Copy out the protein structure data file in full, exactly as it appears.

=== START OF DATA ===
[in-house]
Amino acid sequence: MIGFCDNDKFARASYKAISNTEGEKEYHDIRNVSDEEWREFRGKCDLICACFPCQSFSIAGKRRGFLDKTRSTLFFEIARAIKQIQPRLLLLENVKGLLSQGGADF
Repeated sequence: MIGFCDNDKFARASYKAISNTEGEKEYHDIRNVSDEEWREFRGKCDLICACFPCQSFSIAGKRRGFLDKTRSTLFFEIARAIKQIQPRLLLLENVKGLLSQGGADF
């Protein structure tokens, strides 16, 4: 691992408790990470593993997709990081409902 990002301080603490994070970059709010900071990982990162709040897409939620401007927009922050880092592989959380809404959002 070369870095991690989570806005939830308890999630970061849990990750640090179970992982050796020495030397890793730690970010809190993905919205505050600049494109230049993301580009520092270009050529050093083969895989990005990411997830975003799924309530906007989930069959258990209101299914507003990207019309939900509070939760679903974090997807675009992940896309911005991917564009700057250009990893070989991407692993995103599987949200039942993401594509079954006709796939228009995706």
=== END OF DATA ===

[in-house]
Amino acid sequence: MIGFCDNDKFARASYKAISNTEGEKEYHDIRNVSDEEWREFRGKCDLICACFPCQSFSIAGKRRGFLDKTRSTLFFEIARAIKQIQPRLLLLENVKGLLSQGGADF
Repeated sequence: MIGFCDNDKFARASYKAISNTEGEKEYHDIRNVSDEEWREFRGKCDLICACFPCQSFSIAGKRRGFLDKTRSTLFFEIARAIKQIQPRLLLLENVKGLLSQGGADF
């Protein structure tokens, strides 16, 4: 691992408790990470593993997709990081409902 990002301080603490994070970059709010900071990982990162709040897409939620401007927009922050880092592989959380809404959002 070369870095991690989570806005939830308890999630970061849990990750640090179970992982050796020495030397890793730690970010809190993905919205505050600049494109230049993301580009520092270009050529050093083969895989990005990411997830975003799924309530906007989930069959258990209101299914507003990207019309939900509070939760679903974090997807675009992940896309911005991917564009700057250009990893070989991407692993995103599987949200039942993401594509079954006709796939228009995706």